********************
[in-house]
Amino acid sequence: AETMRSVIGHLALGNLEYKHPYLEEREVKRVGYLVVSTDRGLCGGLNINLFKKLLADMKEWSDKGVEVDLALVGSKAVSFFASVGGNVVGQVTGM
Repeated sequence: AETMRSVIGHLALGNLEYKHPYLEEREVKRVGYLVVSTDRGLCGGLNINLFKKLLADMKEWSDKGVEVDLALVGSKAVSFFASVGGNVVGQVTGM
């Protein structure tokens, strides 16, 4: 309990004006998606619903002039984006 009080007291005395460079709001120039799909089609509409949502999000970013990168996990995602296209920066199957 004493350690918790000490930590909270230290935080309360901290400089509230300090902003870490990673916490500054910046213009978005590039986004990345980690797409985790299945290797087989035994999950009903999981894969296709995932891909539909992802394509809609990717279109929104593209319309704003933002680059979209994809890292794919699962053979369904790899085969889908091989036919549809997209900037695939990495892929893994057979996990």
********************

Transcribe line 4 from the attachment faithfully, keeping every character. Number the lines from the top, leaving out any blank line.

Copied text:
């Protein structure tokens, strides 16, 4: 309990004006998606619903002039984006 009080007291005395460079709001120039799909089609509409949502999000970013990168996990995602296209920066199957 004493350690918790000490930590909270230290935080309360901290400089509230300090902003870490990673916490500054910046213009978005590039986004990345980690797409985790299945290797087989035994999950009903999981894969296709995932891909539909992802394509809609990717279109929104593209319309704003933002680059979209994809890292794919699962053979369904790899085969889908091989036919549809997209900037695939990495892929893994057979996990």